sore and slow and late, but nevertheless optimistic and full of plans
- 5,312 words (if poetry, lines) long
It was just a regular cleaning. There was no anesthetic involved, no surgery, no deep probing beneath the gums. It was just a regular dental cleaning.
Nevertheless, dear reader, it kicked me in the teeth.
After the dental hygienist was done with me, I managed enough energy to stop for groceries on my way home and put them away when I got there. Then I visited the creek to bring home the crawfish traps I hadn't been up to bringing home yesterday. (With the exception of a very juvenile specimen, small enough to resemble a centipede with pincers, they were empty.) Then I began to contemplate the work ahead of me today, and got as far as starting the electric kettle for tea before I realized two things:
First, that my gums were sore. I mean, really sore. Like, that background noise in my body that won't stop that I'm just noticing and now that I've noticed I'm not going to be able to stop noticing? That's my mouth. Hurting. All over.
And secondly, I was so sleepy that the thought of remaining upright and doing productive things with pen and paper and/or computer keyboard was physically painful. Apparently, getting up at 7:15 a.m. combined with an hour of enduring uncomfortable and sometimes painful manipulations of the mouth results in exhaustion.
So that's why my homework's late, Teach. Basically I took a half day off for sicksies. (Also, I spent a few minutes just leaning against the walkway wall and staring at the deer that was just hanging out, chillin' on the front lawn under a shade tree. Deer here is a regular occurrence, but that doesn't mean I'm about to get over it.)
But enough whining. Here's what's up for the week:
Revision efforts have brought the current draft of "Caroline's Wake" right up to the bit where Demi gets to talking with Andy, and not quite to the bit where Bobbie Mae starts dancing on the table. My assignment is to not lose the overall sense and desired pacing of the scene, while cutting about 200 words that I had thought helped the scene achieve that sense and pacing but in fact don't. So the play-by-play of the song and dance has to go, but Demi and Andy's conversation which partially reacts to the song and dance needs to stay, and to somehow imply that things are still going on and time is passing all around that conversation, while taking up a lot less space on the page. Did I mention that revisions are hard? Revisions are hard.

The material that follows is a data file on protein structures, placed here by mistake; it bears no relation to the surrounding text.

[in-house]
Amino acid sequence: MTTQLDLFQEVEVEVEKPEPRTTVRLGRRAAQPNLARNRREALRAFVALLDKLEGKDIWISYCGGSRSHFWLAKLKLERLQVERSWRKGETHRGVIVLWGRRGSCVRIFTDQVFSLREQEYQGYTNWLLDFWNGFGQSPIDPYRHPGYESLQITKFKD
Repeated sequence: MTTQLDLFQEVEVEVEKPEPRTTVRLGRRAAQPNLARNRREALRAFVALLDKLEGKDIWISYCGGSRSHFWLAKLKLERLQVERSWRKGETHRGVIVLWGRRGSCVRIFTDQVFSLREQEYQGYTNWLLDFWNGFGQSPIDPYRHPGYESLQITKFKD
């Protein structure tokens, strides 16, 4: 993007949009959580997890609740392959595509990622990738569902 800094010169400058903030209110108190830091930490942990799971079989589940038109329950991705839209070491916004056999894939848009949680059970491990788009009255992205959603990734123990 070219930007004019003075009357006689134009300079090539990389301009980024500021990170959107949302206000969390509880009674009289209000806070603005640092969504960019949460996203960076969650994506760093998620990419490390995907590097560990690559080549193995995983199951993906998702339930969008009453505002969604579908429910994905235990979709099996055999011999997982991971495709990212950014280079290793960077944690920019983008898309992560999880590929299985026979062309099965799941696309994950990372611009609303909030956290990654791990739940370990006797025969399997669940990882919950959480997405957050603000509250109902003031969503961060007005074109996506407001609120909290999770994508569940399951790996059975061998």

Content writing needs to get a bit more balanced. I've been blogging the weekend blockade round-up for Puzzle PiratesExaminer, along with monthly limited edition things (got a post planned about the limited edition Olympian Class Sloop, which I have purchased and am happily sailing around the Lacerta Archipelago), but my posts for Boulder Writing Examiner have been few and far between. And I'm out of practice finding content for that column. So I'll be working to come up with two posts a week. If nothing else, I'll post reviews of work that's eligible for the 2016 Hugos, thus doing my bit to help encourage people to nominate for next year.
Fictionettes -- do you know, I am really, really sick of being behind on the Wattpad excerpts? And of not having even a little musical accompaniment or other sound effects for the audiofictionettes? I know I keep saying this, but I'm going to really make an effort to push through that backlog.
Submissions procedures have slowed down, mainly because I haven't received any preternaturally fast rejections in the past couple weeks. Before that, it seemed like I'd on Tuesday I'd submit a story and log the submission, then on Wednesday I'd be logging its rejection and figuring out where to send it next. Quick responses can be cool--goodness knows authors complain enough about the wait time between submission and response--but they also have a cumulative effect of making me insecure about sending that piece out again. "Everyone keeps rejecting it! Every day, a new rejection! Is this story really ready for prime time after all?" Which is silly, because plenty of stories gather twenty or fifty rejections before finally finding a home. But insecurities don't have to be rational to be emotionally effective. Now that the cycle's slowed down a bit, the insecurities surrounding it are attacking with a bit less intensity. Which is good. But I haven't properly taken advantage of that lull, which is not good. So this week I want to get a few more stories into the slush, so I can be insecure about more stuff at a time.
So those are my aspirations for the week. I hope to look back on them from Friday's scenic lookout and say, "Yes, I did good this week." At least I'll have the advantage of not starting tomorrow with a sore mouth.